Best Albums of 2011

I'm an album guy.

I never really bought singles unless there was a B-side or a remix that was dope. And while I'm aware now that Michael Jackson's single + filler archetype is the dominant approach to album making for most black music, I still hold out hope that artists will give me 10, 12 or 14 songs that fit together in a way that makes for a complete listening experience.

In 2011, that happened far more infrequently for me than I would have liked. Last year, I did a list of 30. This year, I only got 10.  

NOTE: I should also say that I haven't really had time to digest new material by Anthony Hamilton, Common, Meshell N'degeocello, Trey Songz, and The Roots (tho my initial reaction here was that it's the best album of the year) so I just couldn't justify ranking them at all.

Before we get to the top 10 after the jump, here are albums I liked, but didn't love:

  • Anwar Robinson, Everything (pleasant, but unremarkable except for "Come Over," which is sublime)
  • Johnny Gill, Still Winning (pleasant but unremarkable)
  • Idle Warship, Habits of the Heart (feels undercooked in places)
  • Frank Ocean, nostalgia/ultra (definitely feels undercooked)
  • The Paxtons, Avenue: A (a shade too in love with Kanye and Jay Electronica, but tight rhymes)
  • Cali Swag District, Kickback (far too long, far too short on the verve that makes their singles so hot)

 And albums that disappointed me:

  • Ledisi, Pieces of Me (too adult contemporary for my tastes. much of this material is just not worthy of Ledisi's voice)
  • Jill Scott, The Light of the Sun (unfinished and undisciplined is the last thing Jill Scott needs. Tried to be like Worldwide Underground and failed miserably).
  • Beyonce, 4 (didn't go far enough toward real tried-and-true R&B or soul. full of messy lead vocals)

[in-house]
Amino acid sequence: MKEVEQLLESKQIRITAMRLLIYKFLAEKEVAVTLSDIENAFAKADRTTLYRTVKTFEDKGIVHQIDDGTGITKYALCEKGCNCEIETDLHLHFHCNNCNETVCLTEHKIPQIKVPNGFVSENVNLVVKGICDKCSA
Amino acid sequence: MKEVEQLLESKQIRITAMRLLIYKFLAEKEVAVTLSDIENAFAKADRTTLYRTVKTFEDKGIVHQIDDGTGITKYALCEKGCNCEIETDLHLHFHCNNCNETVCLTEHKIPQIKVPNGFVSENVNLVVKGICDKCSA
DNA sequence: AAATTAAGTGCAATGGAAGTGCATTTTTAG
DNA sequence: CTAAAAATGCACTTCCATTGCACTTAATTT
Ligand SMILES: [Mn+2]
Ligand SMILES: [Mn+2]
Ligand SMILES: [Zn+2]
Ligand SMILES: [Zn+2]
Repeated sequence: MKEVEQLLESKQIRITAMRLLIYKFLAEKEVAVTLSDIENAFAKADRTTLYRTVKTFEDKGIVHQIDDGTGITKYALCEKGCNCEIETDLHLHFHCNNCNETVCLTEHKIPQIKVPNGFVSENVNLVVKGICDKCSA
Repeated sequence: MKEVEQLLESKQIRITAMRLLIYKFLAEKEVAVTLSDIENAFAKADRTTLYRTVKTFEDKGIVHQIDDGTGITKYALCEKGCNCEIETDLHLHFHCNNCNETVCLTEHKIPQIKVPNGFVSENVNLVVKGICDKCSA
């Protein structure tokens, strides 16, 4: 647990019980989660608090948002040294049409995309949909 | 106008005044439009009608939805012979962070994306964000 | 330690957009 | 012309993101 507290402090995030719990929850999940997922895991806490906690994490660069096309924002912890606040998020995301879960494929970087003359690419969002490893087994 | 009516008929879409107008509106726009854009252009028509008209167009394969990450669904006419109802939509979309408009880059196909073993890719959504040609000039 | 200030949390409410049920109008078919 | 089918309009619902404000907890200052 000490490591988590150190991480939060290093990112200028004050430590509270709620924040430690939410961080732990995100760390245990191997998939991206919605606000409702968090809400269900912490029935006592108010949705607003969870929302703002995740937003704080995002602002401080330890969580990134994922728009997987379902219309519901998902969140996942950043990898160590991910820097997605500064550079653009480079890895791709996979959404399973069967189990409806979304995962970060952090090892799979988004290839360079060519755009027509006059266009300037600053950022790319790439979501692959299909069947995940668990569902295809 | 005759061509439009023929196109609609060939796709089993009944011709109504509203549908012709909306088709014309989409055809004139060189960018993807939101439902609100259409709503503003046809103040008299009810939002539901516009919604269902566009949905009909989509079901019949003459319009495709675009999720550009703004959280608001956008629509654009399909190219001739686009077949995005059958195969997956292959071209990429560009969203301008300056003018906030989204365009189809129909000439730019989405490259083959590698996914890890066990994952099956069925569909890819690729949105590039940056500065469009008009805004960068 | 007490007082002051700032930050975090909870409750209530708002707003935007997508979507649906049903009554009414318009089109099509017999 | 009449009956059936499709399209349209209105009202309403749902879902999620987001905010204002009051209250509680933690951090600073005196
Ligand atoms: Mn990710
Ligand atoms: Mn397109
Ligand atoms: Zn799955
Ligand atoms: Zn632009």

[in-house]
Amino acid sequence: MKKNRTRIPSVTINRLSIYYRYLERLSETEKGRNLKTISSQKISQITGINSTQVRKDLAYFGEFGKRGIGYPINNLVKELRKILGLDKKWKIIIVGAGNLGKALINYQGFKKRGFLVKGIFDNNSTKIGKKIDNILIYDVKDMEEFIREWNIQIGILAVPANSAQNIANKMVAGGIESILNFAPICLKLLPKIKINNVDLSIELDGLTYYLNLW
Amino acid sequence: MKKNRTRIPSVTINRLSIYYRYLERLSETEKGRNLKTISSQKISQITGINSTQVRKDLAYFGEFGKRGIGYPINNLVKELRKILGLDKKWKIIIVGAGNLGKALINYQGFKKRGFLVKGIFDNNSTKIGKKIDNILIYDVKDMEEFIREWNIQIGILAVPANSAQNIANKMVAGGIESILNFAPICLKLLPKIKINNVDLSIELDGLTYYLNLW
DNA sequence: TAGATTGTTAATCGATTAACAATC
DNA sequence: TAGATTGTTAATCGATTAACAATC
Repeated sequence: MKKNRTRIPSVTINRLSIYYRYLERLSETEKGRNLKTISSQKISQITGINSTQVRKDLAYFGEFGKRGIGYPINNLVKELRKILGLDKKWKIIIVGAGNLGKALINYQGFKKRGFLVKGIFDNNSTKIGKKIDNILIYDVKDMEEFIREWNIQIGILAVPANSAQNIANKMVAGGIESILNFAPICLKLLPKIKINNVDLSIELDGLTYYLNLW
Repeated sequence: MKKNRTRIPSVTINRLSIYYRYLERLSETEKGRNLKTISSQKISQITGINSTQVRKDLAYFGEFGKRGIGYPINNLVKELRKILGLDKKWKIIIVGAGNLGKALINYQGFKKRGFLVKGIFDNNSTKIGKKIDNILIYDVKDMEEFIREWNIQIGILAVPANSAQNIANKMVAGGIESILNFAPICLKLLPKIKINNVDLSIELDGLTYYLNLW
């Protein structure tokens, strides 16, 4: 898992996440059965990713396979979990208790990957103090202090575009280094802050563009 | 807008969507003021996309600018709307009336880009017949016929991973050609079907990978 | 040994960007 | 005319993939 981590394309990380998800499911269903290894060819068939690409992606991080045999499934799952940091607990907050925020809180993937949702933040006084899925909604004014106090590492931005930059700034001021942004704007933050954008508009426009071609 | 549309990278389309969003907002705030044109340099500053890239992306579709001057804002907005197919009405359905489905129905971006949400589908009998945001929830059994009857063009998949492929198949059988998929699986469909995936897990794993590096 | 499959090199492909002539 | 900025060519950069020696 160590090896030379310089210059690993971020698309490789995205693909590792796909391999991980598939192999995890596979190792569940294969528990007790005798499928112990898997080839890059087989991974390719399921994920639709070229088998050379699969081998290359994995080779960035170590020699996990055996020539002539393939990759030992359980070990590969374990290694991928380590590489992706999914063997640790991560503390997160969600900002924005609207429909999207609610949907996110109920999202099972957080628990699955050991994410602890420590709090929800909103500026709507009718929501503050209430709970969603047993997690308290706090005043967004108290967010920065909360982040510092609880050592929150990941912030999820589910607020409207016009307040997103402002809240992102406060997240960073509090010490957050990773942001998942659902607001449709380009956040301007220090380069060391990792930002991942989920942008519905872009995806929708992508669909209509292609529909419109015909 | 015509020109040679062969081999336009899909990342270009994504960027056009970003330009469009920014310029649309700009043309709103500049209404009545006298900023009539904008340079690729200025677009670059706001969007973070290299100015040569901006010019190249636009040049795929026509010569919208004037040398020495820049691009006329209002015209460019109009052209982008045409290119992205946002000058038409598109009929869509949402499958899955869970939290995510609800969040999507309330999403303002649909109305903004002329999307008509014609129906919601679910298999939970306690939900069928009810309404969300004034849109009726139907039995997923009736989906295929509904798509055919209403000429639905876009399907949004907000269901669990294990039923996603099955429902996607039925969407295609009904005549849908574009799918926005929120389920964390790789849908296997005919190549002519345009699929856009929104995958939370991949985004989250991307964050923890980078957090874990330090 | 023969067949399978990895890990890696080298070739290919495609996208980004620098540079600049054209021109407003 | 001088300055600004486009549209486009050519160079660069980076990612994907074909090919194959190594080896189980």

• Kelly Rowland, Here I Am (the definition of derivative. three strikes and you're out, Kelly!)
  • Kelly Price, Kelly (zzzzzz)
  • Tyrese, Open Invitation ("Stay" should have been an indication of what this album would be, but unfortunately it's just a weird outlier on a standard bad male R&B album)
  • Ginuwine, Elgin (why Ginuwine thinks "maturity" equals "boring" is beyond me. someone get him his groove back, please.)
  • Pharoahe Monche, W.A.R. (We Are Renegades) (some mediocre production ruins this one for me)
  • Talib Kweli, Gutter Rainbows (too long, too much bad production. feels like an afterthought)
  • Raphael Saadiq, Stone Rollin' (i am over this retro Ray Ray. time to step into the new millennium, homie)

 

Continue reading

Best Songs of 2011

Most people who read me or know me know that I was pretty underwhelmed by most black music released this year.  I do think this was a stronger year for individual songs than it was for albums, but even so I could literally only come up with 10 songs that I really love, that I played a lot, that I repped for hard this year.  

Before we get to those though, here are a few runners-up. These are songs I like, that are good in their own way, but didn't quite bowl me over the way the top 10 did for one reason or another.

  • Anwar Robinson, “Come Over”
  • EPMD, “Don’t Get Clapped”
  • Frank Ocean, “Back”
  • Ginuwine, “Frozen”
  • JLS, “Shy of the Cool”
  • Johnny Gill, “In the Mood”
  • LastO ft. Stern Savage ,“The City”
  • Van Hunt ,“What Were You Hoping For”
  • Teedra Moses, “To Hell Wit It’
  • Nas, "Nasty"
  • Mobb Deep ft. Nas, "Dog Shit"
  • Jazmine Sullivan, “Fly & Sexy”
  • Lalah Hathaway, “Small of My Back”
  • Common ft. Nas, "Ghetto Dreams"

 

After the jump, get into the 10 songs that I adored this year.

Continue reading

Bei Maejor – ‘Trouble’

This song has grown on me.

I don't like it – mostly because wishing the vocals weren't run through Pro Tools prevents me from thinking much of anything else – but I don't hate it like so much music made by millennial black artists. Which is truly an accomplishment.

 

Continue reading

Trey Songz: Versatility Is the Name of the Game

Trey Songz deepened his image and his work beautifully with his latest album. This brilliant unreleased track produced by the great Salaam Remi – who is basically the best producer making black pop right now that no one is really paying attention to – from those sessions probably wouldn’t have really fit on the album, sonically or lyrically. It, in the lyrics, returns Songz to a more juvenile and disturbing view of a woman’s sexual pleasure that is deeply problematic and totally at odds with the more restrained and thoughtful work on Passion Pain & Pleasure.

But beyond that it is definitely in the spirit of what has been most interesting about Trey Songz – his increasing willingness to experiment with different sounds without coming across schizophrenic or like he’s a cynical “throw everything at the wall and see if it sticks” kind of artist.

Continue reading